In practice, however, there was little indication that the decision-making process within the EU will be facilitated in any way after the Nice Summit. For one thing, it became obvious that realpolitik is still in its heyday and that there is no way for national interests giving in to supranational ones. In this respect, it is enough to mention France and Britain's insistence on the preservation of diversity of respectively, culture and taxation, for example.

In addition to this friction of national interests, there was an ostensible division of interest between big and small member states. Here, Belgium's struggle to counter France's attempt of re-weighing the Council votes in favor of larger states is a telling example.

Meanwhile, the assignment of votes to prospective members was also indicative of the same trend. In other words, with the addition of new members, it is even more likely that divergent interests based on scale will be playing a major role in European decision-making.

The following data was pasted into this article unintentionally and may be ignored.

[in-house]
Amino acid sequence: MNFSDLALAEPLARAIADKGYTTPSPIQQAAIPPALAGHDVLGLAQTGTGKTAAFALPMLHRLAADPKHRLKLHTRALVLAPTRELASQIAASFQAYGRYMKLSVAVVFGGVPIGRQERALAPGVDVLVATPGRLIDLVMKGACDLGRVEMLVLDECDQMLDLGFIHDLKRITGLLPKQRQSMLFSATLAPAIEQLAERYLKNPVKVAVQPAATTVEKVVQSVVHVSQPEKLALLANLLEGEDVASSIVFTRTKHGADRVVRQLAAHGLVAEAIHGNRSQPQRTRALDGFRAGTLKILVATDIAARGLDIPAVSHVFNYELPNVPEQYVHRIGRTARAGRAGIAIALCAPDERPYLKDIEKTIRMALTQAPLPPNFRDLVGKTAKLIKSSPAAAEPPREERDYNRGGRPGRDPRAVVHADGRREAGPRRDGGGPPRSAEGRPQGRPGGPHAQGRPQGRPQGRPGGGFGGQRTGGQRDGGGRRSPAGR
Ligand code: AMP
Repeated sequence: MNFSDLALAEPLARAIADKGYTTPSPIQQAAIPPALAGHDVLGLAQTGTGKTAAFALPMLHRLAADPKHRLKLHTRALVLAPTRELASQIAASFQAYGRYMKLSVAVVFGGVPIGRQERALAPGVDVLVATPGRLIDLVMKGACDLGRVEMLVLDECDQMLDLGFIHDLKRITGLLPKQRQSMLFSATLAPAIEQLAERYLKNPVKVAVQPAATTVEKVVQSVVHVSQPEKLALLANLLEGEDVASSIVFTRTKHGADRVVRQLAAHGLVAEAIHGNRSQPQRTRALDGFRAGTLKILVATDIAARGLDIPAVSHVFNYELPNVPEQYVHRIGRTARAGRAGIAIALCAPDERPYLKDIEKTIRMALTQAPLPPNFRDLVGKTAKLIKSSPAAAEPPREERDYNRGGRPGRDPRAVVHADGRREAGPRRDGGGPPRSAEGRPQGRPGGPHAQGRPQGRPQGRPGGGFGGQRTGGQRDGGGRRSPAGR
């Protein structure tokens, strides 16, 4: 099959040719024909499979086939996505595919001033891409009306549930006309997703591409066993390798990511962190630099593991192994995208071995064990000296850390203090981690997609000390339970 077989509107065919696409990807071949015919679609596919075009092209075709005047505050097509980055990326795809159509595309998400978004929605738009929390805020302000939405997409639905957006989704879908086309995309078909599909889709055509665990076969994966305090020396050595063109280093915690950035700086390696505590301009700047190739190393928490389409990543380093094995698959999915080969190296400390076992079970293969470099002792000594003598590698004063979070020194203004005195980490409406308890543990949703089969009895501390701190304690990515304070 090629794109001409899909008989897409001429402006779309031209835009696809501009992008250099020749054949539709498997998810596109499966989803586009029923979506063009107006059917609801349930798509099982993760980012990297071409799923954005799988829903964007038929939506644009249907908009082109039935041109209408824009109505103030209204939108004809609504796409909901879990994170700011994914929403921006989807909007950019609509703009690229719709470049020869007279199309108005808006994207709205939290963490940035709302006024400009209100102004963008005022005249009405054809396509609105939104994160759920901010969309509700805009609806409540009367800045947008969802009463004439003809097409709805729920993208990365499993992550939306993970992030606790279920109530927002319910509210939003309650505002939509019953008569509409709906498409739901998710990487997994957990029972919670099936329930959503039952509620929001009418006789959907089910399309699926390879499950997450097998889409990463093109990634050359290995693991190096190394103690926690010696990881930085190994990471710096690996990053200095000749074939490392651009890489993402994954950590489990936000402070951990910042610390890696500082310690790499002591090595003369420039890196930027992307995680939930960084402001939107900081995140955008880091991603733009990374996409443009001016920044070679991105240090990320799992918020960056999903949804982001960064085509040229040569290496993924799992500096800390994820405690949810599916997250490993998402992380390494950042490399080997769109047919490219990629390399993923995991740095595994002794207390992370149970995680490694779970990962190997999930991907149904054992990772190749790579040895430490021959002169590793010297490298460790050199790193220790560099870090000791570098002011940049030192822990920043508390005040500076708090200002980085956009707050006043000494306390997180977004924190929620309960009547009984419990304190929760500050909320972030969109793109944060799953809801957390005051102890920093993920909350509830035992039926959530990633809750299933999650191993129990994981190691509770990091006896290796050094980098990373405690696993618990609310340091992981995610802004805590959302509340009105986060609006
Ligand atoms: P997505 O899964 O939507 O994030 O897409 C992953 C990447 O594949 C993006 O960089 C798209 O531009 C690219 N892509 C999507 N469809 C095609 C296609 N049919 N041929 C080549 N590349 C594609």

Last, but not least, Nice was a reminder of the looming danger of the division of interest between rich(er) and poor(er) member states. Already evident in debates surrounding the restructuring of the Common Agricultural Policy (CAP) and the development policies, it could be exacerbated with the admission of the poorer candidate states.

While it is not necessary to deny the viability of EU enlargement because of the prospect of increasing heterogeneity, the Nice Summit did not propose any efficient ways of even suspending conflict based on the economic characteristics of new and old member states.

So what?